Persomi is the kind of person who never lets life crush her. Though she has her broken moments, she soon rallies and moves forward, refusing to back down from her convictions. Dealing with the politics of WWII, in which Irma realistically portrays a society which more or less sided with the Germans, and Apartheid, Child of the River not only shows a woman with incredible strength of character but also revels a time in history where social strife mirrored current social issues in the US.

Originally published in 2010, there is no way the author could have foreseen just how relevant this work would be years later and in another language. But I think that this book can teach a lot about holding on to ones own convictions while still putting major differences aside to love and care for those around us.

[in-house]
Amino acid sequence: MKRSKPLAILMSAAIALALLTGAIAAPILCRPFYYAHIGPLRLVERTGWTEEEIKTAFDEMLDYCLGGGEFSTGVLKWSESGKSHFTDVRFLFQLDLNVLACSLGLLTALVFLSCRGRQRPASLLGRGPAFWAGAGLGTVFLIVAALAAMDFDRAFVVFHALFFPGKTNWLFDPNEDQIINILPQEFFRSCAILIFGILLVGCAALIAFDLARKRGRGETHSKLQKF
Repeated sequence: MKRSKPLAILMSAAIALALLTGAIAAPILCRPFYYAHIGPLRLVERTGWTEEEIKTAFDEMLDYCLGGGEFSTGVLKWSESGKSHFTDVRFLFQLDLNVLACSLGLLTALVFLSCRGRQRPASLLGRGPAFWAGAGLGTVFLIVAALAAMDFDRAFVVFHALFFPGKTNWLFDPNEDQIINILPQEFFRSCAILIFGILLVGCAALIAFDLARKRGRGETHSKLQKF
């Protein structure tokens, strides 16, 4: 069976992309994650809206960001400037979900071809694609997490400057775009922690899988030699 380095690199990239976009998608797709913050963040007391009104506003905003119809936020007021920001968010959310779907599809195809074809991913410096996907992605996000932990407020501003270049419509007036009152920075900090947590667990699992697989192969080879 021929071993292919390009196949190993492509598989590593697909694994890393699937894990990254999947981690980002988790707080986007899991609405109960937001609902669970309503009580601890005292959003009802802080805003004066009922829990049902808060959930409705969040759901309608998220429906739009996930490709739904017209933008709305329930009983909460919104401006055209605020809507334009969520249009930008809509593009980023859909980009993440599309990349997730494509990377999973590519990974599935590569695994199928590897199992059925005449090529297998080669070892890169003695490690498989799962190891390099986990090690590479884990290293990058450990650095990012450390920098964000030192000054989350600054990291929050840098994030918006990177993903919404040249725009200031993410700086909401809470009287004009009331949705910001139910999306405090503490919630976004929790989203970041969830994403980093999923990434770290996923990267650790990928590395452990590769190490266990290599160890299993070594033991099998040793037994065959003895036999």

I highly recommend this work, both for the history and for Persomi herself. I can't wait to see more of Irma's novels translated and will be eagerly looking for them on shelves.

I have provided an honest review of this novel after having received a free copy of this book from the publisher.

Monday, November 28, 2016

Scarlet Moon- S. D. Grimm

My Rating: 3 Stars

Description: The land of Soleden is dying because the sorceress queen hunts and kills the people who cared for all nature, the Feravolk. Through their special bond with animals, the Feravolk have become more than men. Faster, stronger, masters of camouflage and stealth. Only a Deliverer born the night of the Blood Moon can save them from extinction.

According to prophecy, Jayden is a Deliverer, but it’s not a destiny she wants. She has no sympathy for either side. The Feravolk killed her family, so they can die for all she cares. And fighting the queen with nothing but daggers and her special abilities—storm predicting—is a suicide mission. Destiny can pick someone else.